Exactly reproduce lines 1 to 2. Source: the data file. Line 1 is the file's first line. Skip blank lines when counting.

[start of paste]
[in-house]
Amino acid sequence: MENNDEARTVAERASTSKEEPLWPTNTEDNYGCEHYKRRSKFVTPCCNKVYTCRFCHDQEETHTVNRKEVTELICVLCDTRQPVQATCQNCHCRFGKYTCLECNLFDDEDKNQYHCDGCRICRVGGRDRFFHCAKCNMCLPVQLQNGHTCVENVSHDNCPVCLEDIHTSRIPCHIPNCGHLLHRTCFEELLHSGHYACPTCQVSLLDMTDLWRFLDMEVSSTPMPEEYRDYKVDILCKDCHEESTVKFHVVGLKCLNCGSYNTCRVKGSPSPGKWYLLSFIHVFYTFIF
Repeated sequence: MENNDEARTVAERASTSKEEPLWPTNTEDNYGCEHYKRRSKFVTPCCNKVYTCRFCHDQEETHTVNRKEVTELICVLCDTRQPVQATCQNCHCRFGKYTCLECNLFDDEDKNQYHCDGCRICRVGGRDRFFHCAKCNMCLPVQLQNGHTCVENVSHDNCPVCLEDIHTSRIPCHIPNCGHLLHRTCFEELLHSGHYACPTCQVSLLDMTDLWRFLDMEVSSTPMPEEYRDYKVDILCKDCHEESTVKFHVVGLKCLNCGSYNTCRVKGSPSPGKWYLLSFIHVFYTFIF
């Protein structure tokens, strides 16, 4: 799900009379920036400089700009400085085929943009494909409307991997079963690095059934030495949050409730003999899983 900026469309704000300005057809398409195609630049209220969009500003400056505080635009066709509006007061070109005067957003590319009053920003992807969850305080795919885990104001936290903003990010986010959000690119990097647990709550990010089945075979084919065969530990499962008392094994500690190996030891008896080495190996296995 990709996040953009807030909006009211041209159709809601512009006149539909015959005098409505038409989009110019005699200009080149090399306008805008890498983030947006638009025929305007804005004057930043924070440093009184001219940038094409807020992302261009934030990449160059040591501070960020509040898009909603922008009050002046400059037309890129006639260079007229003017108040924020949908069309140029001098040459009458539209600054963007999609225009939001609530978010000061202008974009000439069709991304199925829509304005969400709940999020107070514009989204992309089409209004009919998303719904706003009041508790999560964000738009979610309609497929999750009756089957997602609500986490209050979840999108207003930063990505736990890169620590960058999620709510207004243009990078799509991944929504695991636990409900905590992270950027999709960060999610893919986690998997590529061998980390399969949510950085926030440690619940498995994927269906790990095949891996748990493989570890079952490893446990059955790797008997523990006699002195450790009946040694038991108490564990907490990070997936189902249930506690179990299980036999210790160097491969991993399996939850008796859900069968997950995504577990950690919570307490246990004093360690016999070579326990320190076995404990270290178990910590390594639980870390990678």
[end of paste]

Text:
[in-house]
Amino acid sequence: MENNDEARTVAERASTSKEEPLWPTNTEDNYGCEHYKRRSKFVTPCCNKVYTCRFCHDQEETHTVNRKEVTELICVLCDTRQPVQATCQNCHCRFGKYTCLECNLFDDEDKNQYHCDGCRICRVGGRDRFFHCAKCNMCLPVQLQNGHTCVENVSHDNCPVCLEDIHTSRIPCHIPNCGHLLHRTCFEELLHSGHYACPTCQVSLLDMTDLWRFLDMEVSSTPMPEEYRDYKVDILCKDCHEESTVKFHVVGLKCLNCGSYNTCRVKGSPSPGKWYLLSFIHVFYTFIF